Carnegie Museum, Pittsburgh. An eight arm Sinumbra Chandelier c. 1820, from the Mattausch Collection.
The CARNEGIE Chandelier Story - We call this chandelier the "Carnegie," because it had it's first debut at the Carnegie Museum in Pittsburgh Penn. It is owned by Dan and Nancy Mattausch. Dan is responsible for all the mechanical restorations and the acquisition of missing parts and reproductions castings. He also took part in the finish restoration by doing the work that was the dirtiest, and the least desired by all. He did a healthy portion of the difficult hand burnishing, packing and transport. His wife Nancy sat for hours in the cold outter room of the studio scrubbing polishing compounds off the metal with patroleum distillates. Dan Sohn came and helped to burnish, pack and haul. Upton Studio's Museum Conservator designed the finish, and watched with heartfelt appreciation as the team labored tirelessly to help bring this lovely chandelier back to life. It took an entire team of people to restore this piece and am proud to have been included.
This photo is the above Sinumbra chandelier as it appeared when it was discovered by some Rushlight members, in a Railroad warehouse in Debuke Iowa.
This is one of the "feathers" at the top of the chandelier. It is shown in three stages of restoration, before during and after. The 24K gold finish was custom made to match small isolated areas of the original found in crevasses and under fitted parts.
The ST. Luke's 8 arm Sinumbra from Granville Ohio c. 1832. 80% of the original finish was recovered. Chandelier is now reinstalled to it's original location.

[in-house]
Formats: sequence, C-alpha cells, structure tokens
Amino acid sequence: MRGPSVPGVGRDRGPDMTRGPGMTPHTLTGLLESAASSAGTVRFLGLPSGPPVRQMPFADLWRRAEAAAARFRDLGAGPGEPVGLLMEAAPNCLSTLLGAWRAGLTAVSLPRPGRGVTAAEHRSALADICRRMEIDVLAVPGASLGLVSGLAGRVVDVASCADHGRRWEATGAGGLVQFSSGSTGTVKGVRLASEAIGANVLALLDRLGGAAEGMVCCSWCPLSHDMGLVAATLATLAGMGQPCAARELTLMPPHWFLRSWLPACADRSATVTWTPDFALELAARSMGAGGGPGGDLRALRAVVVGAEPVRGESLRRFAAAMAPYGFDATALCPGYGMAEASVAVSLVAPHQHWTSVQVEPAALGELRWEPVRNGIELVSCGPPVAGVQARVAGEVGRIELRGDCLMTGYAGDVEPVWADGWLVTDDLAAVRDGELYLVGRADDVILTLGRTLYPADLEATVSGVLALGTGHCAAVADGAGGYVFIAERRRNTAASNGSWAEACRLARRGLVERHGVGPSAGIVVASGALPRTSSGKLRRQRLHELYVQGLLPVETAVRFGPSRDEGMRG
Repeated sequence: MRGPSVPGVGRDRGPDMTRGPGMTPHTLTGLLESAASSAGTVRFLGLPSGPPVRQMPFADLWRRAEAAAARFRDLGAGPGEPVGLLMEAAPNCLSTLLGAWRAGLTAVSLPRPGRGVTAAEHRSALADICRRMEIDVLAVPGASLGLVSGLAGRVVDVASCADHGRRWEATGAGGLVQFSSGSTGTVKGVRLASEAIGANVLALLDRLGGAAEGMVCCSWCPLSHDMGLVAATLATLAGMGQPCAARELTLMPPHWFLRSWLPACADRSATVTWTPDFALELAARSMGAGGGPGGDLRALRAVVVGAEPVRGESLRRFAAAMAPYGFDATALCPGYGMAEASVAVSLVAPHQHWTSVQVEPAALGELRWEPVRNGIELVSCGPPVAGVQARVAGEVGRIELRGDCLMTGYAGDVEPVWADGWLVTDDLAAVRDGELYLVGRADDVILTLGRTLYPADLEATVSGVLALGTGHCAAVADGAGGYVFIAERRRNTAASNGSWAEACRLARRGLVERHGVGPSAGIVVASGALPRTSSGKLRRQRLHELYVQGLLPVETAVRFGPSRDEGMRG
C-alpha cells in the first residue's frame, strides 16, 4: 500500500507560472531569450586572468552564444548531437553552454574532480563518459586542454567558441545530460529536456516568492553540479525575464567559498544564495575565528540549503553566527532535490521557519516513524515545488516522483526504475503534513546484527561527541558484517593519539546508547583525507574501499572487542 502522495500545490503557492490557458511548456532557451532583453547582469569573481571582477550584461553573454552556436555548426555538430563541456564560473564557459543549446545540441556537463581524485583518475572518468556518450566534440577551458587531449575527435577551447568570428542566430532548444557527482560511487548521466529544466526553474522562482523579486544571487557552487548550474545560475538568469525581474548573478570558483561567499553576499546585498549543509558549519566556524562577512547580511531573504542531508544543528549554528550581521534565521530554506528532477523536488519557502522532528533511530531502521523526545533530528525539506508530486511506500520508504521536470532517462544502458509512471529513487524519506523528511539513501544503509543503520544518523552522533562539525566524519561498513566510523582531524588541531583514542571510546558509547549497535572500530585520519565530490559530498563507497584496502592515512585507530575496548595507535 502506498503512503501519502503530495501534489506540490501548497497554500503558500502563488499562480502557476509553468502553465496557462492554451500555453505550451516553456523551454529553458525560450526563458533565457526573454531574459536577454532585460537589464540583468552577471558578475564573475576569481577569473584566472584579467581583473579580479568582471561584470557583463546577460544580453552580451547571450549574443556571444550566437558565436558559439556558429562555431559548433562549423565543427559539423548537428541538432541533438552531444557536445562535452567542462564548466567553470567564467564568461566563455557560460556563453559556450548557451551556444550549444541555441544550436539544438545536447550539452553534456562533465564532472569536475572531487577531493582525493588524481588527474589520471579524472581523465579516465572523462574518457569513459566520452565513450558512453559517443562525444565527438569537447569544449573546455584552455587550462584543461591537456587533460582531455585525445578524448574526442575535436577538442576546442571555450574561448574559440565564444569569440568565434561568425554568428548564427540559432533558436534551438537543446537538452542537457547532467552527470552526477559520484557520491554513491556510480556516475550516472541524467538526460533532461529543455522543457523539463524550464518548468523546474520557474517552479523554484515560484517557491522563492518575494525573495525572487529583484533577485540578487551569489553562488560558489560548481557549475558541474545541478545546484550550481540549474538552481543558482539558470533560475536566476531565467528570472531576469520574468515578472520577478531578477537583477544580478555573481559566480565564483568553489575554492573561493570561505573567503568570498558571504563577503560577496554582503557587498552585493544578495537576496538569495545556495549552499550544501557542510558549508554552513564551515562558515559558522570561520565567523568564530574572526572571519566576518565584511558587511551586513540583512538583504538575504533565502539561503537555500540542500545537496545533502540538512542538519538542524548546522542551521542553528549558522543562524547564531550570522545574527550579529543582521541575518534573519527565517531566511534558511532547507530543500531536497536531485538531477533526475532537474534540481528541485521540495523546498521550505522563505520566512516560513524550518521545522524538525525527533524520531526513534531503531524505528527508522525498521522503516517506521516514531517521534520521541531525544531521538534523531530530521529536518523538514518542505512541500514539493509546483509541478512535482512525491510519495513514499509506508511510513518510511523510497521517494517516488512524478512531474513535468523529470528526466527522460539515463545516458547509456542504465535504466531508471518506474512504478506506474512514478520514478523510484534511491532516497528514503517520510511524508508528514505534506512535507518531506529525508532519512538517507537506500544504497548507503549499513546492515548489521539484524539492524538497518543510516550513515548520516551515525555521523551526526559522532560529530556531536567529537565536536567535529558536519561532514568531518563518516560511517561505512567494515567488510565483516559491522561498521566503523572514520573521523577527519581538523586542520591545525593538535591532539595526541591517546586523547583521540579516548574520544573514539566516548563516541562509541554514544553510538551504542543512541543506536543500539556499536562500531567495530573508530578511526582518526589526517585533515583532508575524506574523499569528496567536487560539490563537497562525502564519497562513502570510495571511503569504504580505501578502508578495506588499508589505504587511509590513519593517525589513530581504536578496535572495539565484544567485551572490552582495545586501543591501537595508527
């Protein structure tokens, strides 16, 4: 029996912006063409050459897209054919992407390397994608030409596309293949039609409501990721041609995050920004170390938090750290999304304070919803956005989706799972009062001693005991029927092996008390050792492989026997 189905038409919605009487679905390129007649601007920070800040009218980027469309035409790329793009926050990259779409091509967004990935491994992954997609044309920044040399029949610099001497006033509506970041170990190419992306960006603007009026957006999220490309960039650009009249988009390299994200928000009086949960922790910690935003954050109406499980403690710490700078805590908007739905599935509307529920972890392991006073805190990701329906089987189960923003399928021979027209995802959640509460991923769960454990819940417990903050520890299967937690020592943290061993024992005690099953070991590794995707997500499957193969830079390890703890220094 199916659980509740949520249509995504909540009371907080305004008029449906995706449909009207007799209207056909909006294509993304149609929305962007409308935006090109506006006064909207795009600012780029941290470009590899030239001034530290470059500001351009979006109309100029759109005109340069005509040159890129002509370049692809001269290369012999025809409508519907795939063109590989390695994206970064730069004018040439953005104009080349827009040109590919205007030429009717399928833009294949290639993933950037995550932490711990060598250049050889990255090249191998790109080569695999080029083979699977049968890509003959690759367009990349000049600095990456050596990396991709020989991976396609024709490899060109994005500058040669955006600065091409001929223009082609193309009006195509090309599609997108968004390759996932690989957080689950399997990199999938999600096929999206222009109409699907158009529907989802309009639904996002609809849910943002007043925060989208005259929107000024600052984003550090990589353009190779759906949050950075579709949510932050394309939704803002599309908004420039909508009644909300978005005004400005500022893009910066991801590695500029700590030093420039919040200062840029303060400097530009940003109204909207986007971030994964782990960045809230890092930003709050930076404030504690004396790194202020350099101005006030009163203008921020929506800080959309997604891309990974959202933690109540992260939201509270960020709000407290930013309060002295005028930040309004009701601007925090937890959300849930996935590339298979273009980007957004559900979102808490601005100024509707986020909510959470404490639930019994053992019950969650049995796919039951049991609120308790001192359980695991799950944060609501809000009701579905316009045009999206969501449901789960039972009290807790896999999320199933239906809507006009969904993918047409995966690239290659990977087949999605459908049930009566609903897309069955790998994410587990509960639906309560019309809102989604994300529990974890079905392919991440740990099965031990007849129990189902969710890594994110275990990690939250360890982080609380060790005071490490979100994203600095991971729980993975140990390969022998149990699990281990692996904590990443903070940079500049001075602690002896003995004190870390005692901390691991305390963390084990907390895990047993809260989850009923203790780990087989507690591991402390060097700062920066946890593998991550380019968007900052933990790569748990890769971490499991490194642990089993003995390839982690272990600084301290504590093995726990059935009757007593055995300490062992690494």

St. Luke's Episcopal Church chandelier prior to restoration. Burners were sawed off to be electrified with Edison bulbs in 1929.
Original finish recovered at 80%. Documents (original finish in small areas) are sealed beneath restored surface for future reference.
Chandelier arms before and after restoration.
Matching pair of Cornelius "Girondoles"  The one on the left reveals some of it's original finish around the figure and in the crevasses. The one on the right has been restored to the likes of that original finish.
Pair of gas moderators. C1880's. They look like wall mounted Moderator lamps but in fact are gas brackets. These are apart and under restoration. They have no original finish left beyond small documented areas and microscopic indications in the surface of the metal. They are being completely restored to their original appearance.
One of pair, 9 arm Candelabrum from the Poet Laureates desk at the Library of Congress.
This is the after-shot in the Poet Laureates office. The candelabrum is restored to it's original 24K gold plate finish.
This Solar lamp still has enough of it's original finish to be conserved without any further restoration. When a lamp looses more than 30% of it's finish to deterioration, the finish becomes a separate issue from the lamp. This is inappropriate due to the fact that in a functional, ornamental device, the appearance is equally as important as the function. The manufacturer's who produced these products spent more of their time and capital on appearance than on technology. Beauty sells, and in the case of lighting devices, it accurately reflects the wholistic function of the artifact.
This represents a complete conservation of the solar lamp to the left. The verdigris (rust) has been neutralized, the stains examined for any further deterioration and then stabilize, the finish cleaned with museum soap and sealed with an historically accurate coating that contains a corrosion inhibitor.
Restored Stand lamp. Notice how the window in the middle of the column seems to glow.
Stand lamp font was restored for the Decorative Arts Center of Ohio for display in the Lighting exhibition by Dan Mattausch. The font was significant because it bears a strong resemblance to the ornamental pattern present on the 12 Arm Sinumbra chandelier which we restored for the lighting exhibition at the Carnegie Museum in Pittsburgh. This 12 Arm Sinumbra was also on display at the Decorative Arts Center.
Argand base before restoration.
Argand base after restoration.
To the left is a restored lamp as it now appears in the Wright Brothers Museum in Dayton, OH
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